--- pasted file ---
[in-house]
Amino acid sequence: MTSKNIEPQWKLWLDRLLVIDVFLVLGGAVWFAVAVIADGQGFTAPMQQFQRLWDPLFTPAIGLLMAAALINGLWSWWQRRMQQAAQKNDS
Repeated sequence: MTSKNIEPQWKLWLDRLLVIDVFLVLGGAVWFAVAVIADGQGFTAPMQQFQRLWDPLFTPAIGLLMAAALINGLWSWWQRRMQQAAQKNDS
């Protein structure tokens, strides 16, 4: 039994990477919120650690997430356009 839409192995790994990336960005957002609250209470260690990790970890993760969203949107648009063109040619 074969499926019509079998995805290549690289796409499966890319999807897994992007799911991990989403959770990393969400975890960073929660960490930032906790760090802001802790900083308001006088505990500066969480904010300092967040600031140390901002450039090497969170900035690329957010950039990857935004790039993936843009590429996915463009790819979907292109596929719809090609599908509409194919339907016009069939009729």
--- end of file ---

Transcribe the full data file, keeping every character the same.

[in-house]
Amino acid sequence: MTSKNIEPQWKLWLDRLLVIDVFLVLGGAVWFAVAVIADGQGFTAPMQQFQRLWDPLFTPAIGLLMAAALINGLWSWWQRRMQQAAQKNDS
Repeated sequence: MTSKNIEPQWKLWLDRLLVIDVFLVLGGAVWFAVAVIADGQGFTAPMQQFQRLWDPLFTPAIGLLMAAALINGLWSWWQRRMQQAAQKNDS
């Protein structure tokens, strides 16, 4: 039994990477919120650690997430356009 839409192995790994990336960005957002609250209470260690990790970890993760969203949107648009063109040619 074969499926019509079998995805290549690289796409499966890319999807897994992007799911991990989403959770990393969400975890960073929660960490930032906790760090802001802790900083308001006088505990500066969480904010300092967040600031140390901002450039090497969170900035690329957010950039990857935004790039993936843009590429996915463009790819979907292109596929719809090609599908509409194919339907016009069939009729």